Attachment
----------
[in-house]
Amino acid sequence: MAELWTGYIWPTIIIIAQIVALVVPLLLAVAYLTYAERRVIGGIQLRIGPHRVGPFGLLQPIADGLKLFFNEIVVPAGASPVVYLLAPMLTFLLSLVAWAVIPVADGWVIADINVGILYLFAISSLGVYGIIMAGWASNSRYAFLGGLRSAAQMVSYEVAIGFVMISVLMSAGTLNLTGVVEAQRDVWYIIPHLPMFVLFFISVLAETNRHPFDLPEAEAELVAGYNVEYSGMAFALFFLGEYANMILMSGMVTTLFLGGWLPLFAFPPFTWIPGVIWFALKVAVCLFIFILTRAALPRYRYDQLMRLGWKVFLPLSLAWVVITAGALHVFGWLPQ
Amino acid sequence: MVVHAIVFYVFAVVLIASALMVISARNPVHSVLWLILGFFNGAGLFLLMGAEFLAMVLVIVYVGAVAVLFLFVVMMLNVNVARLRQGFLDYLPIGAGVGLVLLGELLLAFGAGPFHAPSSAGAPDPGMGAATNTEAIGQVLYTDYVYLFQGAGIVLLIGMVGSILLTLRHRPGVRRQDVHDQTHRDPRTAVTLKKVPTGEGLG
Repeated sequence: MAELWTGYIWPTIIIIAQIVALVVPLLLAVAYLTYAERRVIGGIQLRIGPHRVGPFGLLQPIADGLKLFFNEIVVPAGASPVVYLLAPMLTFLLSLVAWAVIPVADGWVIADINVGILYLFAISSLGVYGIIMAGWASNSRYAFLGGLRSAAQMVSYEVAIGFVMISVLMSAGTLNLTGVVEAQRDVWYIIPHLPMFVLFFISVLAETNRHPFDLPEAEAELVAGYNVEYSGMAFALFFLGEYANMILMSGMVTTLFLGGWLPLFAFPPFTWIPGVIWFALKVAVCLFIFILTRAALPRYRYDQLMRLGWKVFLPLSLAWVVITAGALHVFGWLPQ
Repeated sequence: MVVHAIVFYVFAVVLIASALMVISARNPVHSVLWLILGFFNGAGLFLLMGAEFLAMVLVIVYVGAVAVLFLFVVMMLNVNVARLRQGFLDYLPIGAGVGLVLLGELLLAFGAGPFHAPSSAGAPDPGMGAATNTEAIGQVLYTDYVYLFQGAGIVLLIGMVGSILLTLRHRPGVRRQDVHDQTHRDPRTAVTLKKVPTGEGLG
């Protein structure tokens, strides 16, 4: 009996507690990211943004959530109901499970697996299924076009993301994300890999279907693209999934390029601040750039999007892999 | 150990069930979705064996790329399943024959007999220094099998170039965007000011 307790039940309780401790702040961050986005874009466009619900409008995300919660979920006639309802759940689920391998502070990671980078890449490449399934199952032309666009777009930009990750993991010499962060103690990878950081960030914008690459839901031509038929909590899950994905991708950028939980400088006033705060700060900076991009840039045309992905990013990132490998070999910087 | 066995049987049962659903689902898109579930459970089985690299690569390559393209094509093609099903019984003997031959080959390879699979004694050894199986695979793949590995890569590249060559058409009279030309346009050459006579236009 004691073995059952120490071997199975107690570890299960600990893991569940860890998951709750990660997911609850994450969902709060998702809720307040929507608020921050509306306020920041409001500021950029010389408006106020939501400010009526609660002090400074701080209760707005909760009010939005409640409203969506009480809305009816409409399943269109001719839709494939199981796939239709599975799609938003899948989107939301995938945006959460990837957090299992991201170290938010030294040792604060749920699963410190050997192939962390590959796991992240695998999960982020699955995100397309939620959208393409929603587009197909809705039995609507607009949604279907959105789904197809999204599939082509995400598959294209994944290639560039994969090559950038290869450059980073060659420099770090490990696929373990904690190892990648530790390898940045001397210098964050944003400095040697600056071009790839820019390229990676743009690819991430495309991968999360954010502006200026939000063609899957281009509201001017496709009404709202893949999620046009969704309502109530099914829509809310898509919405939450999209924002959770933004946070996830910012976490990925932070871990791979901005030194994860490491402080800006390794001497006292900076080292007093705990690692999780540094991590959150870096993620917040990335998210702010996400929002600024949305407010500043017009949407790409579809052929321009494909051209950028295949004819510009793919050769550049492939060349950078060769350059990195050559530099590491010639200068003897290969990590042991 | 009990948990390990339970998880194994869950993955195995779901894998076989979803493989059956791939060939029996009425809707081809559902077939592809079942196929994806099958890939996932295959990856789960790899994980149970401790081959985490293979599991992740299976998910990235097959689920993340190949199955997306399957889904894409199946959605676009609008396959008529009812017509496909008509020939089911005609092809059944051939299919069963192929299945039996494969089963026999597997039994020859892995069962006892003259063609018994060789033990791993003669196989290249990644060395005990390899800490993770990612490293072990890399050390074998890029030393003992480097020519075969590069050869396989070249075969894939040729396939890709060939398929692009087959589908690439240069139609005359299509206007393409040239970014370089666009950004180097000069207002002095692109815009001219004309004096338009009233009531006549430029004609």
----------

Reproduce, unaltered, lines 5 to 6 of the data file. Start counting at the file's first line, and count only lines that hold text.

Repeated sequence: MVVHAIVFYVFAVVLIASALMVISARNPVHSVLWLILGFFNGAGLFLLMGAEFLAMVLVIVYVGAVAVLFLFVVMMLNVNVARLRQGFLDYLPIGAGVGLVLLGELLLAFGAGPFHAPSSAGAPDPGMGAATNTEAIGQVLYTDYVYLFQGAGIVLLIGMVGSILLTLRHRPGVRRQDVHDQTHRDPRTAVTLKKVPTGEGLG
């Protein structure tokens, strides 16, 4: 009996507690990211943004959530109901499970697996299924076009993301994300890999279907693209999934390029601040750039999007892999 | 150990069930979705064996790329399943024959007999220094099998170039965007000011 307790039940309780401790702040961050986005874009466009619900409008995300919660979920006639309802759940689920391998502070990671980078890449490449399934199952032309666009777009930009990750993991010499962060103690990878950081960030914008690459839901031509038929909590899950994905991708950028939980400088006033705060700060900076991009840039045309992905990013990132490998070999910087 | 066995049987049962659903689902898109579930459970089985690299690569390559393209094509093609099903019984003997031959080959390879699979004694050894199986695979793949590995890569590249060559058409009279030309346009050459006579236009 004691073995059952120490071997199975107690570890299960600990893991569940860890998951709750990660997911609850994450969902709060998702809720307040929507608020921050509306306020920041409001500021950029010389408006106020939501400010009526609660002090400074701080209760707005909760009010939005409640409203969506009480809305009816409409399943269109001719839709494939199981796939239709599975799609938003899948989107939301995938945006959460990837957090299992991201170290938010030294040792604060749920699963410190050997192939962390590959796991992240695998999960982020699955995100397309939620959208393409929603587009197909809705039995609507607009949604279907959105789904197809999204599939082509995400598959294209994944290639560039994969090559950038290869450059980073060659420099770090490990696929373990904690190892990648530790390898940045001397210098964050944003400095040697600056071009790839820019390229990676743009690819991430495309991968999360954010502006200026939000063609899957281009509201001017496709009404709202893949999620046009969704309502109530099914829509809310898509919405939450999209924002959770933004946070996830910012976490990925932070871990791979901005030194994860490491402080800006390794001497006292900076080292007093705990690692999780540094991590959150870096993620917040990335998210702010996400929002600024949305407010500043017009949407790409579809052929321009494909051209950028295949004819510009793919050769550049492939060349950078060769350059990195050559530099590491010639200068003897290969990590042991 | 009990948990390990339970998880194994869950993955195995779901894998076989979803493989059956791939060939029996009425809707081809559902077939592809079942196929994806099958890939996932295959990856789960790899994980149970401790081959985490293979599991992740299976998910990235097959689920993340190949199955997306399957889904894409199946959605676009609008396959008529009812017509496909008509020939089911005609092809059944051939299919069963192929299945039996494969089963026999597997039994020859892995069962006892003259063609018994060789033990791993003669196989290249990644060395005990390899800490993770990612490293072990890399050390074998890029030393003992480097020519075969590069050869396989070249075969894939040729396939890709060939398929692009087959589908690439240069139609005359299509206007393409040239970014370089666009950004180097000069207002002095692109815009001219004309004096338009009233009531006549430029004609």